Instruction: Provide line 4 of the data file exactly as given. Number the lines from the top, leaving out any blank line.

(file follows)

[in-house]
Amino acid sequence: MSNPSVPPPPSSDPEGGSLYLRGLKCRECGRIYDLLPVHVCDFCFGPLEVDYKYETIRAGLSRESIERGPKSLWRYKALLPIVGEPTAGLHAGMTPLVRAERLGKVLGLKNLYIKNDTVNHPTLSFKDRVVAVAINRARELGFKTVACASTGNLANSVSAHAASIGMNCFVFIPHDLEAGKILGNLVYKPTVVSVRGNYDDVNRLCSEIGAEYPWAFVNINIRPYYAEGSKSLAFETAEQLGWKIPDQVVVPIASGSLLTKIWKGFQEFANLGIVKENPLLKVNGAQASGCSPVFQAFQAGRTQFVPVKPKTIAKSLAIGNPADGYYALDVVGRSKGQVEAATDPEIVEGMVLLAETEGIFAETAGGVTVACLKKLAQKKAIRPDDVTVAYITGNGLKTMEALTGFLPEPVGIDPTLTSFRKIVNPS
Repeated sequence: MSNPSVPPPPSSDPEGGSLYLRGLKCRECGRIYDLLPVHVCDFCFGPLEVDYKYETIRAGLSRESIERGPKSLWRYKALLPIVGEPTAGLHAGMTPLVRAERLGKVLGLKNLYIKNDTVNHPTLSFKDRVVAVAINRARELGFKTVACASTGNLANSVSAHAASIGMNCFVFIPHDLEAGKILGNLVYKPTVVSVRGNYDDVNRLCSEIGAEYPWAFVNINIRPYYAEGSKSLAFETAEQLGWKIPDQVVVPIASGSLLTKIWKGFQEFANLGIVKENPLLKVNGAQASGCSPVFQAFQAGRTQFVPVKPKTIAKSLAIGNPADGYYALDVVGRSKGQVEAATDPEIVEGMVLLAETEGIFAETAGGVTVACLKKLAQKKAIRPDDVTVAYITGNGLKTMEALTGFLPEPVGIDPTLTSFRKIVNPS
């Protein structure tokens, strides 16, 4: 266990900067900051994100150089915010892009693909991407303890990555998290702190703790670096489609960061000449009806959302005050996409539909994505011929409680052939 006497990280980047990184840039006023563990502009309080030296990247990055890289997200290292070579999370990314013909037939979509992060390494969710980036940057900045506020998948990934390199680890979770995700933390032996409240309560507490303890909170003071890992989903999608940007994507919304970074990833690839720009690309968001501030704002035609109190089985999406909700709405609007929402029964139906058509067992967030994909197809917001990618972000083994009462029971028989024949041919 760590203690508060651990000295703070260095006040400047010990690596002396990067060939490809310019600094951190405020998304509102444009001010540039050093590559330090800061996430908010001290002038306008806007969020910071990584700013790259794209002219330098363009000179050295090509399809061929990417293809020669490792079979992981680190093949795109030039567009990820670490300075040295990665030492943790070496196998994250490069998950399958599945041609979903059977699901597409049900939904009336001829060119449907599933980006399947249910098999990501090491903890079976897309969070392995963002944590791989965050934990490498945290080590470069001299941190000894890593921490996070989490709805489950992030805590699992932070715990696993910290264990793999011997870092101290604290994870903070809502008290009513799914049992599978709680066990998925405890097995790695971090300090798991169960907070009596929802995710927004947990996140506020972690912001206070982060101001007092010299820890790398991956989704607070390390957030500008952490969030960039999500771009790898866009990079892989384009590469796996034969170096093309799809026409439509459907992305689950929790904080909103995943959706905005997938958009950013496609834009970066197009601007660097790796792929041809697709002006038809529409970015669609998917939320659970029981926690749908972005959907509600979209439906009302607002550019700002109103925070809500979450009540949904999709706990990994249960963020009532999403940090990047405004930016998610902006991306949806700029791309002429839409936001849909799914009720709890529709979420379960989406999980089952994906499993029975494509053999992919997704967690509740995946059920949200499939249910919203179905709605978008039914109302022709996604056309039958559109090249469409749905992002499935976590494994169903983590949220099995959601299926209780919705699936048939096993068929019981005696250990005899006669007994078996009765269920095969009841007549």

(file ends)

């Protein structure tokens, strides 16, 4: 266990900067900051994100150089915010892009693909991407303890990555998290702190703790670096489609960061000449009806959302005050996409539909994505011929409680052939 006497990280980047990184840039006023563990502009309080030296990247990055890289997200290292070579999370990314013909037939979509992060390494969710980036940057900045506020998948990934390199680890979770995700933390032996409240309560507490303890909170003071890992989903999608940007994507919304970074990833690839720009690309968001501030704002035609109190089985999406909700709405609007929402029964139906058509067992967030994909197809917001990618972000083994009462029971028989024949041919 760590203690508060651990000295703070260095006040400047010990690596002396990067060939490809310019600094951190405020998304509102444009001010540039050093590559330090800061996430908010001290002038306008806007969020910071990584700013790259794209002219330098363009000179050295090509399809061929990417293809020669490792079979992981680190093949795109030039567009990820670490300075040295990665030492943790070496196998994250490069998950399958599945041609979903059977699901597409049900939904009336001829060119449907599933980006399947249910098999990501090491903890079976897309969070392995963002944590791989965050934990490498945290080590470069001299941190000894890593921490996070989490709805489950992030805590699992932070715990696993910290264990793999011997870092101290604290994870903070809502008290009513799914049992599978709680066990998925405890097995790695971090300090798991169960907070009596929802995710927004947990996140506020972690912001206070982060101001007092010299820890790398991956989704607070390390957030500008952490969030960039999500771009790898866009990079892989384009590469796996034969170096093309799809026409439509459907992305689950929790904080909103995943959706905005997938958009950013496609834009970066197009601007660097790796792929041809697709002006038809529409970015669609998917939320659970029981926690749908972005959907509600979209439906009302607002550019700002109103925070809500979450009540949904999709706990990994249960963020009532999403940090990047405004930016998610902006991306949806700029791309002429839409936001849909799914009720709890529709979420379960989406999980089952994906499993029975494509053999992919997704967690509740995946059920949200499939249910919203179905709605978008039914109302022709996604056309039958559109090249469409749905992002499935976590494994169903983590949220099995959601299926209780919705699936048939096993068929019981005696250990005899006669007994078996009765269920095969009841007549």